Showing results for: Food labelling and traceability
NGO Greenpeace Brazil reports that some meat companies that have exported beef from Brazil to the UK, among other countries, have received cattle that have, for part of their life, been grazed on illegally deforested areas within the protected Ricardo Franco State Park. Greenpeace describes the process as “cattle laundering” because the cattle are sent to other farms (not linked to illegal deforestation) later in their life, to hide the links to deforestation.
This book explores how proteomics - the study of the set of proteins produced by an organism or system - can be used to verify claims about the origin of foods such as milk, meat, fish, wine and honey.
This commentary piece draws on the experience of nutrition labelling to explore whether environmental sustainability labelling on food products can encourage more sustainable food choices and contribute towards building a healthy, sustainable food system.
In this podcast from the World Resources Institute, Andika Putraditama (sustainable commodities and business manager at WRI Indonesia) discusses how buyers have responded to certified sustainable palm oil. Some prefer to avoid palm oil altogether. Putraditama argues that encouraging certified palm oil would incentivise the palm oil industry to change its practices.
This report from the UK’s Internet of Food Things Network Plus discusses how digital technologies can help food system actors to collaborate on addressing food system challenges such as traceability, food safety, efficiency, sustainability, health and waste.
According to this article by the New Food Economy, the United States has experienced five E. coli outbreaks in the leafy green supply chain in two years. The latest outbreak, affecting romaine lettuce, originated in Salinas, California. A task force found that a 2018 outbreak was possibly linked to the presence of concentrated animal feeding operations (CAFOs) near lettuce farms.
This brief from Trase (a partnership between the Stockholm Environment Institute and Global Canopy) examines soy grown on unregistered farms in Brazil. Legally, farms in Brazil should be registered with the Rural Environmental Registry as the first step of complying with the Forest Code, which stipulates how much native vegetation should be left intact on private properties.
This case study from UK sustainability consultancy 3Keel describes 3Keel’s work with seven European retailers to quantify the amount of soymeal used for animal feed in these supply chains, identify where the soy was produced and determine whether any of that soy was certified as being deforestation-free.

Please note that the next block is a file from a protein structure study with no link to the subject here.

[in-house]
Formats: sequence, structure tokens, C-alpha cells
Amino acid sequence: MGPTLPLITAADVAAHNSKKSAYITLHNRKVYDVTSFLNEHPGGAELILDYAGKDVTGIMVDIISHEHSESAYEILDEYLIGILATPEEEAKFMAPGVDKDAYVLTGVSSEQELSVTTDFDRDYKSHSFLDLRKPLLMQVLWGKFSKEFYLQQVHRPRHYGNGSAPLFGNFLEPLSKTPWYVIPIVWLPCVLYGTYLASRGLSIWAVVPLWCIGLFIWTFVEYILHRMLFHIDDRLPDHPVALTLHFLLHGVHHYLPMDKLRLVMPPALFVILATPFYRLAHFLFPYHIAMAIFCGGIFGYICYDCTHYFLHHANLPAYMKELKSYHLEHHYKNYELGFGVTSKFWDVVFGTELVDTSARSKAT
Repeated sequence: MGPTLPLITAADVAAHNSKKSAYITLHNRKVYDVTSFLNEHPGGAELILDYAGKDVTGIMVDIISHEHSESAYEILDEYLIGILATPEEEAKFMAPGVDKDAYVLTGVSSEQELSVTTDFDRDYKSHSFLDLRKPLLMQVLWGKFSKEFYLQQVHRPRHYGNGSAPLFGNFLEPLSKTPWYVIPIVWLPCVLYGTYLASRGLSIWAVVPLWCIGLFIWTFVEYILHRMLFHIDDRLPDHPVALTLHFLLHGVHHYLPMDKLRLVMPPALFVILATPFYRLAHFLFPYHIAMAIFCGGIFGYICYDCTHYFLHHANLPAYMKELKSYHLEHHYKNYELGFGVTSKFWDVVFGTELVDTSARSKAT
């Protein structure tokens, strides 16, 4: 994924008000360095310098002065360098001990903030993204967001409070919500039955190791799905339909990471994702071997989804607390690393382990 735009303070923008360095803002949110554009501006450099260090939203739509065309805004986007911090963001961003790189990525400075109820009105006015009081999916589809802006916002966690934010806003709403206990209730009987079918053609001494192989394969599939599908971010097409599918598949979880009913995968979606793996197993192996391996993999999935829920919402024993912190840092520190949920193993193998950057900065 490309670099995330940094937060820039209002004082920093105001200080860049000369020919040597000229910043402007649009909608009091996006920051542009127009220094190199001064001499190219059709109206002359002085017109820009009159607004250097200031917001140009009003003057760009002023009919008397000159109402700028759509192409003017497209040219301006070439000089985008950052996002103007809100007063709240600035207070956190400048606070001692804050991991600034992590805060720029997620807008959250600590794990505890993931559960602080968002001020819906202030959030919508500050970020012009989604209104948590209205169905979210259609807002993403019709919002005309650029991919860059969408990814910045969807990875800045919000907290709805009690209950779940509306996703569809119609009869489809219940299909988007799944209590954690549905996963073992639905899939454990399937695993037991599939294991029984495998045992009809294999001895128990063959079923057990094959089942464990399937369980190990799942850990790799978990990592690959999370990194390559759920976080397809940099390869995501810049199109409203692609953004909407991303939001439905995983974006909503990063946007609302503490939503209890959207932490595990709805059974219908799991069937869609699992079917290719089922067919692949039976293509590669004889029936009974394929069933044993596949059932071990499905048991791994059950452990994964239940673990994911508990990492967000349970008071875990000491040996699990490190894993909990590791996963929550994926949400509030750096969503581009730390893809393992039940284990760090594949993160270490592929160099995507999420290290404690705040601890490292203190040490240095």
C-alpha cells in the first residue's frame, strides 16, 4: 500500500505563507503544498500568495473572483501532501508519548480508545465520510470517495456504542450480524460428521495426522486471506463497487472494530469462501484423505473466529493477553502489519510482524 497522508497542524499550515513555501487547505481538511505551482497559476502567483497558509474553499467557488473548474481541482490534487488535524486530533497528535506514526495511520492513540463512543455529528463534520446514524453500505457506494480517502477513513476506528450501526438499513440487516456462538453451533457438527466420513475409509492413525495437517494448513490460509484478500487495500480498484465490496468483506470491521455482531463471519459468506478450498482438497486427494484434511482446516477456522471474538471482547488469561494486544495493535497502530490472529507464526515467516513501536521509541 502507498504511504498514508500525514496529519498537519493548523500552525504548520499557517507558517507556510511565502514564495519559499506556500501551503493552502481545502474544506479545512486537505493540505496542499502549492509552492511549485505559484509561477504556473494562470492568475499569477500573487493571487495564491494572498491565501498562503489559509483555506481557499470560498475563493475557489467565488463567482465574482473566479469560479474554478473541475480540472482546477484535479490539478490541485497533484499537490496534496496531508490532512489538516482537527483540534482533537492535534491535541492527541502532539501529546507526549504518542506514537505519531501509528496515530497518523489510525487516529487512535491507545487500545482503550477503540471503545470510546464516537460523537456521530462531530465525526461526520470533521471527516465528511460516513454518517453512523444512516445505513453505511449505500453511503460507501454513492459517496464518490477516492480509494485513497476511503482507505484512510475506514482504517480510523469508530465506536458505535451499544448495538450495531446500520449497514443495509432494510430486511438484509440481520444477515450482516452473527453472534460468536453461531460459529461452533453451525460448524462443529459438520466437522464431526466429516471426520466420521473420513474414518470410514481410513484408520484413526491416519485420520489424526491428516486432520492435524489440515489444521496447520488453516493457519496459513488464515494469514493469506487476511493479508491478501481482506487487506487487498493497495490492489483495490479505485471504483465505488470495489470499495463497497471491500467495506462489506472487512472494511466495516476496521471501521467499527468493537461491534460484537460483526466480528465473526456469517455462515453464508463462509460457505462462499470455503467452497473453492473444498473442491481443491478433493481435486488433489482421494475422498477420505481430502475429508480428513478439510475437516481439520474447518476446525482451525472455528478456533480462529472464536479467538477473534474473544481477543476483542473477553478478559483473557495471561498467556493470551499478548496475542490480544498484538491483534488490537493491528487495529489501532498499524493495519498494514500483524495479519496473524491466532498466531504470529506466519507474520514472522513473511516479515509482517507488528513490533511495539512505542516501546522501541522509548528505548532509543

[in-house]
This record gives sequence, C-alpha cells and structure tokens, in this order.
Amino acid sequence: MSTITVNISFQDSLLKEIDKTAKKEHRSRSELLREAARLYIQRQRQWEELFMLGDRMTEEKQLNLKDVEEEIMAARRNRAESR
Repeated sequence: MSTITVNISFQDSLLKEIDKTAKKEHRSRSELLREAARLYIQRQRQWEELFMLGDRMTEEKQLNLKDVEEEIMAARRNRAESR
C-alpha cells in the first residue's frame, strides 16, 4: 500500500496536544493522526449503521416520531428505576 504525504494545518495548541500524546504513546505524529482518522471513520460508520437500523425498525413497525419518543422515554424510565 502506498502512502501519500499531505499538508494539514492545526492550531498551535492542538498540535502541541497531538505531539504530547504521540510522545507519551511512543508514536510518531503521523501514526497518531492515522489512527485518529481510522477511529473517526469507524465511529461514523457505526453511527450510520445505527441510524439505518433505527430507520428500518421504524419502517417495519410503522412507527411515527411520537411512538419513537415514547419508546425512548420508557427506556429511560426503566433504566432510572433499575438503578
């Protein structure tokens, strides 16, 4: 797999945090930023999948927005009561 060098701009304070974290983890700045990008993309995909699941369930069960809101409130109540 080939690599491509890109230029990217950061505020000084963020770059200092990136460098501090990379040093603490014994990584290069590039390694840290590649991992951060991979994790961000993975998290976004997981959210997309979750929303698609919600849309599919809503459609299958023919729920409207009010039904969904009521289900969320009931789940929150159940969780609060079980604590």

This book explores the controversies surrounding the use of geographical indication labels on food and their relationship to different forms of socio-economic development.
This article in AgFunderNews explores how the “pasture-raised” label is used in poultry retail in the US. The label, which has not yet been officially defined by the USDA or the FDA, has attracted controversy from some food industry actors and animal welfare advocates, who say that some producers using the label do not have welfare standards as high as customers expect.
This investor briefing from UK responsible investment charity ShareAction introduces the topic of childhood obesity and sets out the opportunities and risks it poses to investment portfolios.
This publication from the Food and Agriculture Organisation of the United Nations explains what blockchain technology is and explores how it could be used in agriculture, for example in insurance, land registration or tracking supply chains.
The European parliament’s agriculture committee has approved a ban on using words such as ‘burger’, ‘sausage’, ‘steak’ or ‘escalope’ to name vegetarian food products. The proposal will not become law unless approved by the full parliament, which will not vote on the issue until after May 2019’s elections.
This paper by FCRN member Claire Pulker of Curtin University analyses the presence and quality of supermarket corporate social responsibility (CSR) policies related to all attributes of public health nutrition, including sustainability. The paper audited Australian supermarket own brand foods to establish the extent to which CSR policies are translated into practice.
This book, edited by Andrew Kennedy and Jennifer McEntire, examines issues of food traceability throughout the food system, including current challenges, research and potential solutions.